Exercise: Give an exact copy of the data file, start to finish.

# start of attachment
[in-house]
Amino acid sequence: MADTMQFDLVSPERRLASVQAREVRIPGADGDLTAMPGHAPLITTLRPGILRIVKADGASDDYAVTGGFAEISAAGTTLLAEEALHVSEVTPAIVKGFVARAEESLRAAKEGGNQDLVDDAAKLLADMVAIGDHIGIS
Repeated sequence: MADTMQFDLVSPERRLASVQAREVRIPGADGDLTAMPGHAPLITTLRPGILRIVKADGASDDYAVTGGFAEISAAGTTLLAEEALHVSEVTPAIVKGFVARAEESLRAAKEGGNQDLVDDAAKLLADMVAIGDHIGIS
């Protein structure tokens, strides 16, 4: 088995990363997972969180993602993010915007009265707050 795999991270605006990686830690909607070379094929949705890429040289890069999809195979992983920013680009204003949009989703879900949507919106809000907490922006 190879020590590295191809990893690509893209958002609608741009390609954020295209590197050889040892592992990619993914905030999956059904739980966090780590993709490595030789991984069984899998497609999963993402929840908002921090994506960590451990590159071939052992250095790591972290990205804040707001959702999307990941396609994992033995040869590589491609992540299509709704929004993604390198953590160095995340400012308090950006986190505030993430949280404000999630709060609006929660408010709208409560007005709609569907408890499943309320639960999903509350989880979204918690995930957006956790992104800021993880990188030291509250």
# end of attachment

[in-house]
Amino acid sequence: MADTMQFDLVSPERRLASVQAREVRIPGADGDLTAMPGHAPLITTLRPGILRIVKADGASDDYAVTGGFAEISAAGTTLLAEEALHVSEVTPAIVKGFVARAEESLRAAKEGGNQDLVDDAAKLLADMVAIGDHIGIS
Repeated sequence: MADTMQFDLVSPERRLASVQAREVRIPGADGDLTAMPGHAPLITTLRPGILRIVKADGASDDYAVTGGFAEISAAGTTLLAEEALHVSEVTPAIVKGFVARAEESLRAAKEGGNQDLVDDAAKLLADMVAIGDHIGIS
């Protein structure tokens, strides 16, 4: 088995990363997972969180993602993010915007009265707050 795999991270605006990686830690909607070379094929949705890429040289890069999809195979992983920013680009204003949009989703879900949507919106809000907490922006 190879020590590295191809990893690509893209958002609608741009390609954020295209590197050889040892592992990619993914905030999956059904739980966090780590993709490595030789991984069984899998497609999963993402929840908002921090994506960590451990590159071939052992250095790591972290990205804040707001959702999307990941396609994992033995040869590589491609992540299509709704929004993604390198953590160095995340400012308090950006986190505030993430949280404000999630709060609006929660408010709208409560007005709609569907408890499943309320639960999903509350989880979204918690995930957006956790992104800021993880990188030291509250």